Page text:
Everything shown at today’s Day of the Devs 2021 showcase

A long list of indies to look forward to

It’s the time of year when big game publishers roll out their blockbuster launches, but there’s always time for the indies, too. Today’s Day of the Devs showcase, part of the Summer Game Fest kickoff, did just that: spotlight the creators bringing some new and interesting things to play.

From music and soccer to fishing and anime music, there was a lot shown today. There was also the debut of several games under the Asobu label, which is acting as a “lighthouse” for indie creators in Japan, assisting developers both there and bringing them abroad. Here’s a roundup of every game shown during today’s Day of the Devs showcase:

Axiom Verge 2 (Thomas Happ Games): The sequel to Metroidvania Axiom Verge got a new trailer and confirmation that it’s coming to PS4 and PS5.

TOEM (Something We Made): Explore an adorable world and take pictures. What more could you want? The way the camera moves between perspectives is a little mesmerizing to watch in motion.

Phantom Abyss (Team WIBY): Grab the goods and get out of the temple, before the traps and guardians get you. Every temple is its own, and only one of the many, many adventurers can claim victory over it.

Garden Story (Picogram, Rose City Games): Being a hero is cool, but what’s cooler? A heroic grape. Garden Story is a Zelda-like adventure set for this summer.

Soup Pot (Chikon Club): Today, the devs of Soup Pot showcased the world outside your soup pot. Grilling and skewering are also available, and will be part of your culinary toolset when Soup Pot drops this fall.

A Musical Story (Glee-Cheese Studio): This newly announced game tells a story through rhythm gameplay. It looks like a narrative music game with heavy inspiration from the likes of Jimi Hendrix and Janis Joplin. I’m definitely interested, and it’s got a Steam demo available right now.

Vokabulantis (Wired Fly Stop Motion, Kong Orange, Morten Søndergaard): I cannot stop staring at this gorgeous stop-motion animated adventure. Seriously! The devs show the work that went into creating this specific look, and so far, it seems like it’s really coming together.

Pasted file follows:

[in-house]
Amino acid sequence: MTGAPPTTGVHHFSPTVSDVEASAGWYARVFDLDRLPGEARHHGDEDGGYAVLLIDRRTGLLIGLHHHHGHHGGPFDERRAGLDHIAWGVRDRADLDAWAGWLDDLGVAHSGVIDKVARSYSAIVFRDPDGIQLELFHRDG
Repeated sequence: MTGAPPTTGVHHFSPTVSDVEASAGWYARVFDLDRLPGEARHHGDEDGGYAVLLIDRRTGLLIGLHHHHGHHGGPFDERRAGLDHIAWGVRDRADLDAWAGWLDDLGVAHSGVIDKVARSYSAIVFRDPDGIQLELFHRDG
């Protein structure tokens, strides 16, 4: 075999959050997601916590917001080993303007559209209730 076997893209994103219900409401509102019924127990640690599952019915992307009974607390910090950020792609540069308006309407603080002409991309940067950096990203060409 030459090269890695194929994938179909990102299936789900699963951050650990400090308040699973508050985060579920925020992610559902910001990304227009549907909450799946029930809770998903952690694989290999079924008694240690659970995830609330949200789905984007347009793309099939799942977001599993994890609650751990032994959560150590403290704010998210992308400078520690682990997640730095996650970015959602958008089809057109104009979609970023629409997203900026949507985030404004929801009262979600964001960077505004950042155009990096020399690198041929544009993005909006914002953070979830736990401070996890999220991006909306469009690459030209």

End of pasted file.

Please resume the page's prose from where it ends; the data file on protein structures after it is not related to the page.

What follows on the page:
Road 96 (DigixArt): This branching journey to the border features a lot of different possibilities, some of them mildly terrifying! It’ll be interesting to see how this meshes together narratively when Road 96 launches.

The Wandering Village (Stray Fawn Studio): Sure, you can build a city. But what if you built the city on a moving animal’s back? The Wandering Village imagines a world built on a giant creature’s back, dealing with challenges as the creature lumbers along.

Unbeatable (D-CELL Games): Unbeatable exploded onto Kickstarter earlier this year, and it’s easy to see why it made such an impact. The mix of bootleg ’90s anime tape aesthetic, pop-punk music, and lane-based rhythm gameplay is just rad! There’s a demo right now and I highly recommend you play it.

Death’s Door (Acid Nerve): This looks like a punishing action game, but instead of knights and demons, what about… a bird? Yeah, a bird. Death’s Door somehow walks the fine line between dreary and adorable, and that seems pretty neat.

Behind the Frame (Silver Lining Studio): Paint pictures and explore a room in an absolutely gorgeous world. Seriously, this just has good vibes.

ElecHead (NamaTakahashi): The first of Asobu’s indie lineup, use your head to charge things with electricity! Old-school looks, platforming, and puzzle-solving abound.

Demolition Robots K.K. (Takaaki Ichijo, Throw the warped code out): Asobu’s second game of the showcase, compete with your friends to annihilate buildings and be the best breaker of the city.

Walk (Kazumi Games): Asobu’s third game, which was so horrifying and scary that I’m just going to move on now. Looks great for people who love PlayStation 1-era graphics and hate sleep! There’s a demo available, and please cherish this link, because it meant I had to go back to the demo page to get it for you!

Moonglow Bay (Bunnyhug, Coatsink): Moonglow Bay has captured my attention every time I’ve seen it. It looks like a very relaxing game that combines some good fishing with cooking and town life; the kind of game I could definitely see myself playing at the end of a long day.

Loot River (Straka Studio): A roguelite with vague Tetris vibes, as you can move blocks on the river to create new pathways and platforms to fight on. The idea of paying careful attention to your surroundings, and creating new opportunities by moving the world around you, seems pretty neat.

Despelote (Julián Cordero, Sebastián Valbuena): In one of the most intriguing trailers of the showcase, Despelote is a game about football (or, in the U.S., soccer). It isn’t a FIFA though; it’s more about football as a part of the community, as you play a member of a small crew of kids that go on a journey around their community. It’s got a great look and fascinating concept, and I’m really looking forward to seeing this one come together.

Last Stop (Annapurna Interactive, Variable State): Variable State’s narrative adventure closed out the showcase with a release date of July 22, 2021 and a teaser, showing all three of its protagonists and the adventures they undertake. The Virginia team looks like its building up a pretty interesting narrative journey, and thankfully, it won’t be long until we see how it all pans out.

Oxenfree II: Lost Signals (Night School Studio): In a surprise one-more-thing, Day of the Devs hosted a showcase of some music from the upcoming Oxenfree sequel. During it, symbols and letters appeared. What could they mean? That’s up to y’all to find out, I suppose. I’ll just say that gosh darn it, Oxenfree is rad, and I’m excited to see what Night School does with a second story in this world.

Eric Van Allen